Tuesday, August 11, 2015

Jobs Guarantee vs. Work Time Reduction

Max Sawicky says Matt Bruenig is wrong about the Job Guarantee idea. Sandwichman wrote about this back in 2009, so I'm reposting a condensed and edited version of it here and will add further reflections on Max's and Matt's points.


Would a Minsky-inspired "job guarantee program" be an economically feasible response to that jobs crisis? Randal Wray is probably the best-known current advocate of such a program. In August 2009, Wray posted a brief description of the idea along with some references for further reading. 

The Sandwichman's familiarity with the debate around the job guarantee idea comes largely from a discussion in Robert LaJeunesse's book, Work Time Regulation as Sustainable Full Employment Strategy, in which LaJeunesse sought to show why work time regulation would be superior to a jobs guarantee.

LaJeunesse's main objection to the job guarantee idea is that it expands work and consumption instead of questioning the compulsion for and ecological sustainability of perpetual, artificially-induced economic growth. Peter Victor's book, Managing without Growth, and the Sustainable Development Commission's report, Prosperity without Growth?, give persuasive evidence in support of such criticism.

While the Sandwichman agrees wholeheartedly with LaJeunesse's ecological critique, he also has microeconomic concerns about job guarantees. There are three aspects that particularly trouble me.

First is the historical precedent that explicitly "make work" jobs have always carried a stigma. This was true of the 19th century workhouse in Britain and of WPA jobs during the Great Depression.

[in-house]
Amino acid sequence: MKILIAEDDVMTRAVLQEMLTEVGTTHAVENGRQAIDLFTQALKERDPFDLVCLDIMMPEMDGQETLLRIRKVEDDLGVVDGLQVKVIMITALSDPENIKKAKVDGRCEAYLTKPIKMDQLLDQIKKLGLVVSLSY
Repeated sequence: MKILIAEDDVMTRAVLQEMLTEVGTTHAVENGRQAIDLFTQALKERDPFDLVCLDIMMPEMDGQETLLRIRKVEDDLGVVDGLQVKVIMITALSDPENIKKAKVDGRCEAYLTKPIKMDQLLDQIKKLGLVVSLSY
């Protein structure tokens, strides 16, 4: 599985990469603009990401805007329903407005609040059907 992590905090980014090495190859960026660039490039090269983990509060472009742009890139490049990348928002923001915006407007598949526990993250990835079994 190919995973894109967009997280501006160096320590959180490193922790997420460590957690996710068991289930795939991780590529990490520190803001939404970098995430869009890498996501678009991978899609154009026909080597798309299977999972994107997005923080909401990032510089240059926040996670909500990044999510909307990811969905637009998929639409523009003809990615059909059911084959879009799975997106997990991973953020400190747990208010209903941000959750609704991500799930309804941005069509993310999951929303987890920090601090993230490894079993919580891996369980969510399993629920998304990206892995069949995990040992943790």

Second, the necessity for some kind of administrative overhead -- managers, planners and staff -- must necessarily lead to the creation of a bureaucratic empire whose denizens will have a stake in the continuation and expansion of their institutional niche.

Finally, a job is not simply about the exchange of a certain amount of time and effort for a paycheck. Some kind of learning and social interaction goes on in the workplace. Not all of it is directly tied to the work. What kind of informal culture of "lifers" and "transients" is likely to emerge in the "buffer world" of guaranteed jobs? What's to prevent the lifers (as well as the administrators) from devising schemes to divert the efforts of enrollees to their private interests?


Matt argues that Guarantee Jobs are inclined to be "low-capital, short-term jobs that are not that important to do." He suggests it would be preferable to establish targeted public works programs, "which can be ramped up and down cyclically as needed," which, of course, was precisely the idea behind the Public Works Administration established during the Roosevelt New Deal.

Max argues that an Employment of Last Resort (ELR) program could be designed that complies with Matt's targeted public works program. He thinks that "Matt’s notion of how an ELR system could work is too narrow."

Sandwichman thinks the discussion could be better informed by attention to 1. what happened, in the long run, to the New Deal public works program and 2. what are the alternatives to a job creation program -- especially a a work-sharing program and permanent reductions in the hours work, what John Maynard Keynes called the "ultimate solution" for unemployment.
"...the full employment policy by means of investment is only one particular application of an intellectual theorem. You can produce the result just as well by consuming more or working less. Personally I regard the investment policy as first aid. In U.S. it almost certainly will not do the trick. Less work is the ultimate solution (a 35 hour week in U.S. would do the trick now)."

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